Skip to comments.Stamp honors James Stewart [decorated World War II bomber pilot ]
Posted on 08/16/2007 2:35:19 PM PDT by Dubya
Lots of actors play war heroes on the screen. James Stewart was one in real life.
A decorated World War II bomber pilot who returned from battle to star in "It's A Wonderful Life," Stewart will be commemorated on a new 41-cent postage stamp being released Friday.
Stewart flew 20 bombing missions over Germany, including one over Berlin, after wrangling combat duty when commanders would have preferred to use a movie star for morale building work at home.
As a squadron commander, Stewart flew many dangerous missions when he could have sent others instead, recalled Robbie Robinson, a sergeant who was an engineer-gunner in Stewart's B-24 squadron.
But while Stewart rose to colonel during the war and later retired as a brigadier general in the reserves, he didn't stand on ceremony.
Robinson, of Collierville, Tenn., recalled one time when a creative tail gunner managed to "liberate" a keg of beer from the officer's club.
That evening, Stewart wandered into a hut where some men were resting, picked up a cup, walked over to the "hidden" keg, poured himself a beer and sat back and drank it slowly, relaxing in a chair.
"We were shaking in our boots," Robinson said.
But Stewart merely got up, wiped out the cup, asked the men to keep an eye out for a missing keg of beer, and left.
Another time, Robinson recalled in a telephone interview, his plane landed behind another that was stuck on the end of the runway, nearly clipping it's tail.
After watching this Stewart rubbed his chin and commented: "Ye Gods, sergeant, somebody's going to get hurt in one of these things."
"Once in your lifetime someone crosses your path you can never forget, and that was Jimmy Stewart," Robinson concluded.
This is the 13th stamp in the "Legends of Hollywood" series and will be dedicated in ceremonies at Universal Studios, Hollywood, Calif.
"It's our privilege to pay tribute to James Stewart, a fantastic actor, a great gentleman, a brave soldier, and an inspirational human being who truly led a wonderful life," Alan C. Kessler, vice chairman of the postal governing board, said in a statement.
Other highlights from Stewart's career include the movies "Rear Window," "Vertigo" and "The Man Who Knew Too Much," all directed by Alfred Hitchcock.
Stewart played a country lawyer in "Anatomy of a Murder" and played a lawyer again in "The Man Who Shot Liberty Valance," a Western released in 1962.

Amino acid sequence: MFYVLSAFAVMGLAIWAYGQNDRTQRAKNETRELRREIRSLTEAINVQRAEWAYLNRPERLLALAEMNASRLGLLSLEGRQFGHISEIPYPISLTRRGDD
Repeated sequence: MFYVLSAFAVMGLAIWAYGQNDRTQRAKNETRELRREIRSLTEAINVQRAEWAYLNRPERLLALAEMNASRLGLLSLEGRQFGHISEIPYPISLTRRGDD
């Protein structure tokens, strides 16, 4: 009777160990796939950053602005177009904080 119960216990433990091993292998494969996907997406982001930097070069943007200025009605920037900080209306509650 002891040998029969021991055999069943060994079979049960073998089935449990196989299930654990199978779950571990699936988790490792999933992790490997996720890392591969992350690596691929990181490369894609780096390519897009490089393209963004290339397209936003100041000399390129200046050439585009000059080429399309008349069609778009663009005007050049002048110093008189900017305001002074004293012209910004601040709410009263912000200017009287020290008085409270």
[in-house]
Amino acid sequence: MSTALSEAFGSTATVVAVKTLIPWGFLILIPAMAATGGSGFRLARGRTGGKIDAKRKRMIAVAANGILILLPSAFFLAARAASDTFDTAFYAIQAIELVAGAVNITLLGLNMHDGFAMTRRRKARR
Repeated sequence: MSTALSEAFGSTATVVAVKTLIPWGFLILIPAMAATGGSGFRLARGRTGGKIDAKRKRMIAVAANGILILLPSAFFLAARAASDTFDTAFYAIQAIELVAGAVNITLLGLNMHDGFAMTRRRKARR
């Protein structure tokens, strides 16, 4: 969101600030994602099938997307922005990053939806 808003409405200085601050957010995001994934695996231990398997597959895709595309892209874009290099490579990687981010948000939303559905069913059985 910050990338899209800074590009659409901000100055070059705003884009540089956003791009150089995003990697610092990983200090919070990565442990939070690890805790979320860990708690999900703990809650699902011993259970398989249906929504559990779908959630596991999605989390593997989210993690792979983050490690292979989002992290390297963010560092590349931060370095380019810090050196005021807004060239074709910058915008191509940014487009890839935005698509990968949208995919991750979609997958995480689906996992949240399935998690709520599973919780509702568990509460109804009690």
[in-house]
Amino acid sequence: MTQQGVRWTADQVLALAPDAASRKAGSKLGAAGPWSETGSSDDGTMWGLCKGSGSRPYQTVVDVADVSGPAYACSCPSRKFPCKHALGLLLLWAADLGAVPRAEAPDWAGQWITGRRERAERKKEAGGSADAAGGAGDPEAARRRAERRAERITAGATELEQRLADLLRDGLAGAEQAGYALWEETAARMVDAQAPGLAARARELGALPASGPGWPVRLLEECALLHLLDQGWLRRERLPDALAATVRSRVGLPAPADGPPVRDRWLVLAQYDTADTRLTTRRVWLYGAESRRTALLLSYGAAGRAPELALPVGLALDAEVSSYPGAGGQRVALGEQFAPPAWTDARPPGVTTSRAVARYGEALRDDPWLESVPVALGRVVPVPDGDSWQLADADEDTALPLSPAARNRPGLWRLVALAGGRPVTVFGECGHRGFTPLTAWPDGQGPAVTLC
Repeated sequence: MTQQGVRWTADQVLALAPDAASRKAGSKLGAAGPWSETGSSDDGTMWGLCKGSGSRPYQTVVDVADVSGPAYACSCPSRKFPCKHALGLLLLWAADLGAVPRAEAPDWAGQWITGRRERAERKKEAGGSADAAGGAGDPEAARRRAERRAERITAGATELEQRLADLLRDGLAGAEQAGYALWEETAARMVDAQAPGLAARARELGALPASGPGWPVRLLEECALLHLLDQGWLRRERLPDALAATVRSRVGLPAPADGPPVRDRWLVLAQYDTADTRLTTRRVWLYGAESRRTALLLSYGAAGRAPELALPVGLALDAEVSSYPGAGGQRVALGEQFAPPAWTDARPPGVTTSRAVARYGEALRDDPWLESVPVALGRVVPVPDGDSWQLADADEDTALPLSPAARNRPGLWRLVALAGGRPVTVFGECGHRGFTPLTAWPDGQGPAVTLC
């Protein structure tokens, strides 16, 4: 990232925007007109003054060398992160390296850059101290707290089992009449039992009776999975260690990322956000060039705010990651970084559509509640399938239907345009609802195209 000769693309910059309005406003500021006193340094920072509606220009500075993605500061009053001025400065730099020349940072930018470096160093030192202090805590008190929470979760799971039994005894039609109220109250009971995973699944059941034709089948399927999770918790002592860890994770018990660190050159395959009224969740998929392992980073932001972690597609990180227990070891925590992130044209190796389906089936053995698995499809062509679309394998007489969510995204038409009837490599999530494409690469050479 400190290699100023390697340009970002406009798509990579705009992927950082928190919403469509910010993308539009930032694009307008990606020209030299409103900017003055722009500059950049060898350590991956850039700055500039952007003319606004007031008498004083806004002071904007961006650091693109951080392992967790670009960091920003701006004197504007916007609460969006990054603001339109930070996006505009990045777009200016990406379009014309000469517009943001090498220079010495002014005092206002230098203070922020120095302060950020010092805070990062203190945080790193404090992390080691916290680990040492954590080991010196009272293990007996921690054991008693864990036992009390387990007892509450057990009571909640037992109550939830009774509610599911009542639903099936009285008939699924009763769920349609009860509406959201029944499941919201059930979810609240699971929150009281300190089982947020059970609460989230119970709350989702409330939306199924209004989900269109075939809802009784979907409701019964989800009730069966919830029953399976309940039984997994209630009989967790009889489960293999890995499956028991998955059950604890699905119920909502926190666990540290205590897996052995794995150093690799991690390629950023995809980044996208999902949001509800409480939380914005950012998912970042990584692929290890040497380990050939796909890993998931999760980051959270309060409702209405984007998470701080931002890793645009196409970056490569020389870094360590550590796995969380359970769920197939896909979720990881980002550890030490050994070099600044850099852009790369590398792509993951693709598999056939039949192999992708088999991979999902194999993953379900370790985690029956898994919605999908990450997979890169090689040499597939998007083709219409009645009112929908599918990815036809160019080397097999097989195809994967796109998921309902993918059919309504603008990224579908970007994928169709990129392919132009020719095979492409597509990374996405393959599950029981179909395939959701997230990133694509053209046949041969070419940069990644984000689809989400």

He won an Oscar for best actor in "Philadelphia Story" in 1940.
Stewart died on July 2, 1997.
Smaller stars on a military ribbon denote subsequent awards. For instance two stars on a Bronze Star ribbon indicate the awarding of three medals total. The Silver Star, the nations third highest award for bravery in combat is in fact star shaped ... adorned by a light blue/red & white ribbon.
Since the United States had yet to declare war on Germany and because of the Army's unwillingness to put celebrities on the front, Stewart was held back from combat duty, though he did earn a commission as a Second Lieutenant and completed pilot training. He was later stationed in Albuquerque, NM, becoming an instructor pilot for the B-17 Flying Fortress.
The only public appearances after he went into flight school were limited engagements scheduled by the Air Corps. "Stewart appeared several times on network radio with Edgar Bergen and Charlie McCarthy. Shortly after Pearl Harbor, he performed with Orson Welles, Edward G. Robinson, Walter Huston and Lionel Barrymore in an all-network radio program called 'We Hold These Truths,' dedicated to the 150th anniversary of the Bill of Rights. But mostly, Stewart's days and nights were spent preparing for his upcoming flight tests, ground school and academic examinations for his commission."
"Still, the war was moving on. For the thirty-six-year-old Stewart, combat duty seemed far away and unreachable, and he had no clear plans for the future. But then a rumor that Stewart would be taken off flying status and assigned to making training films or selling bonds called for his immediate and decisive action, because what he dreaded most was the hope-shattering spector of a dead end." So he appealed to his commander, a pre-war aviator, who understood and reassigned him to a unit going overseas.
In August 1943 he was finally assigned to the 445th Bombardment Group in Sioux City, Iowa, first as Operations Officer of the 703rd Bombardment Squadron and then its commander. In December, the 445th Bombardment Group flew its B-24 Liberator bombers to Tibenham, England and immediately began combat operations. While flying missions over Germany, Stewart was promoted to Major.
In March 1944, he was transferred as Group Operations Officer to the 453rd Bombardment Group, a new B-24 outfit that had been experiencing difficulties.
In 1944, he twice received the Distinguished Flying Cross for actions in combat and was awarded the Croix de Guerre. He also received the Air Medal with three oak leaf clusters.
In July 1944, after flying 20 combat missions, Stewart was made Chief of Staff of the 2nd Combat Bombardment Wing of the Eighth Air Force. Before the war ended, he was promoted to Colonel, one of only a few Americans to rise from private to colonel in four years.
BTW, if you goggle Lt Col Matt Urban, the Foxhole thread is hit #3.
Very cool. That’s for the info.
Coool. “big grin”. We’re famous. ;-)